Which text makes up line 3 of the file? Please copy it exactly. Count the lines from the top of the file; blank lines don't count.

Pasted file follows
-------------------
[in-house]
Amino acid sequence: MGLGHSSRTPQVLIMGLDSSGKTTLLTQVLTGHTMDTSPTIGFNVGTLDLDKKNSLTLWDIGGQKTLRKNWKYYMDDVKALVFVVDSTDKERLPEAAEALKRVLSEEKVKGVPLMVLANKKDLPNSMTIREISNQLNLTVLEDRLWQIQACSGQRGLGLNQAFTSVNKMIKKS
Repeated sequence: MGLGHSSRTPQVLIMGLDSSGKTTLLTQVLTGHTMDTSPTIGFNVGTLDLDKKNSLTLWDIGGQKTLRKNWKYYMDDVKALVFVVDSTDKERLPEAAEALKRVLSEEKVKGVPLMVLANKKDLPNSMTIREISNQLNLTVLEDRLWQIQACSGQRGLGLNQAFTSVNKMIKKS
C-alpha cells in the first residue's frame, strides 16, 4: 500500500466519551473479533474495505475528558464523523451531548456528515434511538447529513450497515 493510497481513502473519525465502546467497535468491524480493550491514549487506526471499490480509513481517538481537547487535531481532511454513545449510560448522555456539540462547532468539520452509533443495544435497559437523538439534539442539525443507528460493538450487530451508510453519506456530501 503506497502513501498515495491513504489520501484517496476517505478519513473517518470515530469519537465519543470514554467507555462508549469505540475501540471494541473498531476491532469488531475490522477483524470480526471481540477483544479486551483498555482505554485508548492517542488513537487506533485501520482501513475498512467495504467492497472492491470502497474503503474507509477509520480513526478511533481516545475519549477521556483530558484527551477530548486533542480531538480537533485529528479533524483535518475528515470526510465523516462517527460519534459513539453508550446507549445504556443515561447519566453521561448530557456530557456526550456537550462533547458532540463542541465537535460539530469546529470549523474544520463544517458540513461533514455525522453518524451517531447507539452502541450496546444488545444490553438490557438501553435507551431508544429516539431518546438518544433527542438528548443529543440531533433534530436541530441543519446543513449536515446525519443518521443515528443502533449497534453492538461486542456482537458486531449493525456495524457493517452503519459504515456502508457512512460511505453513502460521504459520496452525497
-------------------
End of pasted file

Repeated sequence: MGLGHSSRTPQVLIMGLDSSGKTTLLTQVLTGHTMDTSPTIGFNVGTLDLDKKNSLTLWDIGGQKTLRKNWKYYMDDVKALVFVVDSTDKERLPEAAEALKRVLSEEKVKGVPLMVLANKKDLPNSMTIREISNQLNLTVLEDRLWQIQACSGQRGLGLNQAFTSVNKMIKKS